Bauchpinseln: When you flatter someone to get in their favor, Germans will say you are “belly-brushing” that person

Literally: “to belly-brush” / meaning: To flatter someone to gain their favor

A German proverb says: “Not complaining is enough praise.” We are truly not the masters of lavishing compliments. For many expats, it’s a culture shock when they’ve just invested 80 euros in a trendy new haircut—and their German colleagues at work don’t even comment on the new looks, but just reel off the usual small talk about the weather. 

You might think that the few kind words you receive from Germans are meant all the more seriously. However, the concept of using feigned compliments as a weapon to win someone’s favor doesn’t seem to be beyond a German’s reach. After all, there is an extra word for it. Bauchpinseln is a term that was coined in the early 20th century and describes precisely this form of “tactical adulation.”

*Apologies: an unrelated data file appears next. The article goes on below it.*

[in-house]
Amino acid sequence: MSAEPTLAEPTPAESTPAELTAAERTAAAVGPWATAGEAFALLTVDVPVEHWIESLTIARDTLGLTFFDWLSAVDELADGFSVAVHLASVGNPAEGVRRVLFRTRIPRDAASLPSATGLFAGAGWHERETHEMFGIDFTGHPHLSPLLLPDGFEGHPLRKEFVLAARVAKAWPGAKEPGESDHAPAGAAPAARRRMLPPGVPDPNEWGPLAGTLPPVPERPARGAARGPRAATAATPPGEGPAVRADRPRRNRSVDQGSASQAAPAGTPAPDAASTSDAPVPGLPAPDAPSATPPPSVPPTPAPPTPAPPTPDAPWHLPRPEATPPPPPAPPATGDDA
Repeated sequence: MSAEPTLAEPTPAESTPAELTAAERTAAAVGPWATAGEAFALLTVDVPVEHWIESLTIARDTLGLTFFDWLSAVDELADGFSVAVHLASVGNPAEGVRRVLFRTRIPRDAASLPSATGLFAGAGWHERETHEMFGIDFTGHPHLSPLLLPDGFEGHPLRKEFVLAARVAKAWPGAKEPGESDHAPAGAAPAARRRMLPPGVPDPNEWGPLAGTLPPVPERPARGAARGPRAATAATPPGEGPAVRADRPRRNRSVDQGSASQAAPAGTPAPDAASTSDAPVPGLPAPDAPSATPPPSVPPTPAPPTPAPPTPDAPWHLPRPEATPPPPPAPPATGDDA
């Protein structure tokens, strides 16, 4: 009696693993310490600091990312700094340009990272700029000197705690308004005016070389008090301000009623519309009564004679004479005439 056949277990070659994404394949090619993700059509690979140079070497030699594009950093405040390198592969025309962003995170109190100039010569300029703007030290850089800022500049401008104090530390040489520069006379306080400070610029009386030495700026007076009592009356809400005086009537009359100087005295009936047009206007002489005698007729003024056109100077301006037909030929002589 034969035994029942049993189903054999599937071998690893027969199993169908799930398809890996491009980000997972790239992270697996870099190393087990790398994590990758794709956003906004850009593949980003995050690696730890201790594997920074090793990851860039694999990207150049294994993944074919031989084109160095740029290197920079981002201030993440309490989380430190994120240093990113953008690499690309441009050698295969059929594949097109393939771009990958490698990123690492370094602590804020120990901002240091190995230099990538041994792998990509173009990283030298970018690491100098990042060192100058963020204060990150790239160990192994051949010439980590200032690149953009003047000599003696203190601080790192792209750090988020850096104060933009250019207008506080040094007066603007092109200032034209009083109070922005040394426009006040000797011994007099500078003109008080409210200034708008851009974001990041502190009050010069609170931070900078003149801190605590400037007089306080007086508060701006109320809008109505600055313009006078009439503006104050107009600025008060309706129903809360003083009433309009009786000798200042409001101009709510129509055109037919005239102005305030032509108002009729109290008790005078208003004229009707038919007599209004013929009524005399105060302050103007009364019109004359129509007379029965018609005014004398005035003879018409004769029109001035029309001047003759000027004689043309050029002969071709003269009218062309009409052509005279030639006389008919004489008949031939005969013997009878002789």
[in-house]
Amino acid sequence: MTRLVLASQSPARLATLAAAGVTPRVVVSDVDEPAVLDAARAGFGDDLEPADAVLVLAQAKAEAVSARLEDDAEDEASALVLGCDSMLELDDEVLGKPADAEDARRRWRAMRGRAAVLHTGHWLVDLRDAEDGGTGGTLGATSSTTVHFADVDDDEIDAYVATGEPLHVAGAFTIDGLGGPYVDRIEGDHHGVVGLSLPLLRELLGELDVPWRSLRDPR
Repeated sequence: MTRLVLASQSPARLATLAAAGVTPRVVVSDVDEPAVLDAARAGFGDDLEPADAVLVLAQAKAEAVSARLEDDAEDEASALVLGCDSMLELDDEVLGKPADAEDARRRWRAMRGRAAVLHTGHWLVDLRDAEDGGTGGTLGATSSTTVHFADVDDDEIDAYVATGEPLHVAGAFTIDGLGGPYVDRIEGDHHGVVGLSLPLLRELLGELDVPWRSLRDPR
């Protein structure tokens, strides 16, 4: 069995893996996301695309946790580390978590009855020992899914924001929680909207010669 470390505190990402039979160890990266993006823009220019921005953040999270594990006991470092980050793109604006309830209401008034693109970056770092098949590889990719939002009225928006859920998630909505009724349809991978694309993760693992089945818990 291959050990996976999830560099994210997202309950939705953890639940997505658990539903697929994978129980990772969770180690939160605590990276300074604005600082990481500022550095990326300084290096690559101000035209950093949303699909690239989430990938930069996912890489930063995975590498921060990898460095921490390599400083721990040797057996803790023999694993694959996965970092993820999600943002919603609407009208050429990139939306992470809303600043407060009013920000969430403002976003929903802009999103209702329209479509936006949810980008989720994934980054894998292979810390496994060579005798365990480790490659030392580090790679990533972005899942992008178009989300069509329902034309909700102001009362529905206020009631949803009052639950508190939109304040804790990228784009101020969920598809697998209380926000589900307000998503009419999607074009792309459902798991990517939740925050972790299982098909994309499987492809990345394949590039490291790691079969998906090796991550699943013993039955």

The origin of the word is not fully clear. It could refer to the comforting feeling that comes from a brush stroke on your body. According to Wiktionary, a reference to lovemaking is also possible. Here, the basic idea would be that the man’s “best piece” takes on the role of the brush on the belly. As long as he receives a nice compliment from his partner for his performance, everyone should be happy in the end.


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